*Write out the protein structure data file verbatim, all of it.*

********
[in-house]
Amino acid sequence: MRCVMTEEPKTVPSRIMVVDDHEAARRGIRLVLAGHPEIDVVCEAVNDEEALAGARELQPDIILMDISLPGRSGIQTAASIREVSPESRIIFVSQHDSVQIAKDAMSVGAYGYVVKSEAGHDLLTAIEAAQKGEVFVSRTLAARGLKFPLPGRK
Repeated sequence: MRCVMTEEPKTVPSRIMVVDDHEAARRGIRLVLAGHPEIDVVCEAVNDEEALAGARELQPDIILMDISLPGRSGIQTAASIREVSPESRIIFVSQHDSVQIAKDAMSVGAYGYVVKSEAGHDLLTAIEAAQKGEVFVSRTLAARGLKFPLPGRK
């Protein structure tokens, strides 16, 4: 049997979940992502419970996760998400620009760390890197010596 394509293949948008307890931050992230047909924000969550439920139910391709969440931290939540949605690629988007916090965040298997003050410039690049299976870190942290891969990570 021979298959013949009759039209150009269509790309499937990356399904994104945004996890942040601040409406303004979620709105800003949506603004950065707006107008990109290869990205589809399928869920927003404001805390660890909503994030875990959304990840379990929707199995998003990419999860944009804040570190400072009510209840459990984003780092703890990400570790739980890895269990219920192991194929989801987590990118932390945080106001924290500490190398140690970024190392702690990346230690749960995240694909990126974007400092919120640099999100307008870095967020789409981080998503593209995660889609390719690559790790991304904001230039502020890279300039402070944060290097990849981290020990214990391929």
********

[in-house]
Amino acid sequence: MRCVMTEEPKTVPSRIMVVDDHEAARRGIRLVLAGHPEIDVVCEAVNDEEALAGARELQPDIILMDISLPGRSGIQTAASIREVSPESRIIFVSQHDSVQIAKDAMSVGAYGYVVKSEAGHDLLTAIEAAQKGEVFVSRTLAARGLKFPLPGRK
Repeated sequence: MRCVMTEEPKTVPSRIMVVDDHEAARRGIRLVLAGHPEIDVVCEAVNDEEALAGARELQPDIILMDISLPGRSGIQTAASIREVSPESRIIFVSQHDSVQIAKDAMSVGAYGYVVKSEAGHDLLTAIEAAQKGEVFVSRTLAARGLKFPLPGRK
């Protein structure tokens, strides 16, 4: 049997979940992502419970996760998400620009760390890197010596 394509293949948008307890931050992230047909924000969550439920139910391709969440931290939540949605690629988007916090965040298997003050410039690049299976870190942290891969990570 021979298959013949009759039209150009269509790309499937990356399904994104945004996890942040601040409406303004979620709105800003949506603004950065707006107008990109290869990205589809399928869920927003404001805390660890909503994030875990959304990840379990929707199995998003990419999860944009804040570190400072009510209840459990984003780092703890990400570790739980890895269990219920192991194929989801987590990118932390945080106001924290500490190398140690970024190392702690990346230690749960995240694909990126974007400092919120640099999100307008870095967020789409981080998503593209995660889609390719690559790790991304904001230039502020890279300039402070944060290097990849981290020990214990391929």